Secret squirrel: the CEO on finding the right private equity partner

Our secret squirrel is the chief executive officer of a European mid-market company. Two years ago, the company he runs took its first investment from an institutional private equity firm.

What is the most significant difference between your business now and the business before it took on a private equity backer?

When you go from entrepreneurial ownership to institutional ownership, you behave much more like the future is more important than the present, in terms of profitability and size. You think more about your flows of cash as being your capability to invest in the future.

While this was always the case to some extent, we used to have a sense that the profits were there to be maximised every year, whereas now we are thinking: how do we create cashflows from our profits that we can invest in business systems, sales resources and market expansion and product development.

Has your view on PE changed or developed since the deal?

I now think about private equity in terms of a partner for businesses rather than simply a source of funds. And I take much more notice of which firms are backing which businesses and consider why certain companies will choose to work with certain PE houses… assuming that when it came to it they had the luxury of choice.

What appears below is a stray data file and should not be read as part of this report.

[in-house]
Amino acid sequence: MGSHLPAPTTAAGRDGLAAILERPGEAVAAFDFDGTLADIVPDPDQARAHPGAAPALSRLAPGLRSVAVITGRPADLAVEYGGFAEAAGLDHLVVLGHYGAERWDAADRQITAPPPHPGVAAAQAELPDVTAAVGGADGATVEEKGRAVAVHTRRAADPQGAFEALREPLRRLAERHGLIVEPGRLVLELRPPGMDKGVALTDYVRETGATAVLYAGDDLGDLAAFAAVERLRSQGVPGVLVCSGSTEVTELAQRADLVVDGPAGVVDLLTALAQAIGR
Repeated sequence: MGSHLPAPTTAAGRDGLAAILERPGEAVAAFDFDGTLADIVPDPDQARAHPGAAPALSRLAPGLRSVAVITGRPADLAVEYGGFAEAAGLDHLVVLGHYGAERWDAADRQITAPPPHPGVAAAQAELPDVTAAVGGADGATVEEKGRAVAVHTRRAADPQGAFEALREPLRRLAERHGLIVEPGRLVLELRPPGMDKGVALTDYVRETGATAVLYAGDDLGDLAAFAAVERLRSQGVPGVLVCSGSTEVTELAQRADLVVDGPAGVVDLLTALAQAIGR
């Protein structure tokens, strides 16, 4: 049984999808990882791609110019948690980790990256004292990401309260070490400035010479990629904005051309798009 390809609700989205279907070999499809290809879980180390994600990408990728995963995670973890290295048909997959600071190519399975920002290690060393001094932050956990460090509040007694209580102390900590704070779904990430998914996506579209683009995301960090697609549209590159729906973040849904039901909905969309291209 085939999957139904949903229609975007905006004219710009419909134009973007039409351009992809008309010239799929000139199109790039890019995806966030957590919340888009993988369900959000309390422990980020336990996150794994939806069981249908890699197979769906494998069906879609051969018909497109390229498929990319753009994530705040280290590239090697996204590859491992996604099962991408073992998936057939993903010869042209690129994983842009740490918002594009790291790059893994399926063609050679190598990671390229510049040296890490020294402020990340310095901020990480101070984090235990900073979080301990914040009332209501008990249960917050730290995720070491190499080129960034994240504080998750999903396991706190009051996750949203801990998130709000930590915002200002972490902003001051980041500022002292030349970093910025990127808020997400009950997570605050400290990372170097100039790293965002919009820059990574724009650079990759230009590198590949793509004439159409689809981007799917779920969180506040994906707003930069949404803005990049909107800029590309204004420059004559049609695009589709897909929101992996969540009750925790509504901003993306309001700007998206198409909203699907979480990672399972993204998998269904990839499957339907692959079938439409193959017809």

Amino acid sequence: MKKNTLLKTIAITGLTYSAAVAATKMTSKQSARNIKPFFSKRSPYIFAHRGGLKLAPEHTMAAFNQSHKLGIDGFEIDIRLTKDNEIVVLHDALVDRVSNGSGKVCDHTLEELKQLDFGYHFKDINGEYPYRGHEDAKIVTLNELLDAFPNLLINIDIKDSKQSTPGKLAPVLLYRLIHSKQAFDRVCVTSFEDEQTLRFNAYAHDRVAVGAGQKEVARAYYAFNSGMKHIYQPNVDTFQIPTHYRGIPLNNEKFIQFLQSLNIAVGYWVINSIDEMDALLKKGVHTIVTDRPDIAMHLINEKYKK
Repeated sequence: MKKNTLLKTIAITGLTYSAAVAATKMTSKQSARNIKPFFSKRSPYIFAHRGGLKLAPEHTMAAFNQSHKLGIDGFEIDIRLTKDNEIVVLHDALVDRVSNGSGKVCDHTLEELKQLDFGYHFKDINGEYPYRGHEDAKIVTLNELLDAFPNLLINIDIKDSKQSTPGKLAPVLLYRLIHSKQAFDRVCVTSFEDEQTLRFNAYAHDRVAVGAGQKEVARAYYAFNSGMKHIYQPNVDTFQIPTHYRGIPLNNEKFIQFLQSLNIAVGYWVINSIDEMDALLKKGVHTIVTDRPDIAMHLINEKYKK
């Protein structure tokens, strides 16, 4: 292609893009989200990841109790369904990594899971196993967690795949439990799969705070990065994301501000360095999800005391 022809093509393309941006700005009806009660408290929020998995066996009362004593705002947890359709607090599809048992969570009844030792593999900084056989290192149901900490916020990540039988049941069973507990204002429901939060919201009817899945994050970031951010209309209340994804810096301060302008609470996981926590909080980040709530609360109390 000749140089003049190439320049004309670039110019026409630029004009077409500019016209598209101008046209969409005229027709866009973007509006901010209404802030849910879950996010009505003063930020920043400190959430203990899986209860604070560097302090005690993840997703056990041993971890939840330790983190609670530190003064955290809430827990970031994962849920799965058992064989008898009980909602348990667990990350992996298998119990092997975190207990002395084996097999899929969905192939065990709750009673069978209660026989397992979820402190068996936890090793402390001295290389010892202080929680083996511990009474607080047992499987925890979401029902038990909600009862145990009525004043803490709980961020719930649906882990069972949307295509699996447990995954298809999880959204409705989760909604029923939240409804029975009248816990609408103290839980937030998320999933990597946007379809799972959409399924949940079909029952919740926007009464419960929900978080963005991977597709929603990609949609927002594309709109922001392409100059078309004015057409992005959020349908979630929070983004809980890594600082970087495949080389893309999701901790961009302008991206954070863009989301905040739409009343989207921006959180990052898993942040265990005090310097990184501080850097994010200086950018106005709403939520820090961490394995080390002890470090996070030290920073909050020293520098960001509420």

My knowledge of private equity has developed and I have learned more about what type of operator goes for what type of business. There are those who find a safe bet and then move heaven and earth to win the deal. Then there are those who go looking for more troubled or distressed scenarios. It’s interesting getting behind the badge on the door and having a think about what kind of personnel they employ. Are they analysts or are they operators? How many people are in their debt team, in their monitoring team? There is a lot to glean from understanding the composition of the staff at a private equity firm.

What piece of advice would you give to someone in the position you were in two years ago?

Meet plenty of PE houses that seem relevant and try to understand their decisions. Try to understand the relationship between the person that is interested in your investment opportunity and their investment committee; who has the influence? And meet the investment committee to understand what makes them tick, because there is nothing worse on God’s earth than a failed process.

Next time you embark on a process, assuming all offers were equal, what would it be that tips the balance in favour of one potential partner?

The right partner would be one who agrees that great leaps are made not with analytics, but with imagination. I’ve met a lot of firms in the last couple of years who would never put a foot wrong on the financial side, but could not conceive of how we could put a new product into a market where the company has never been before.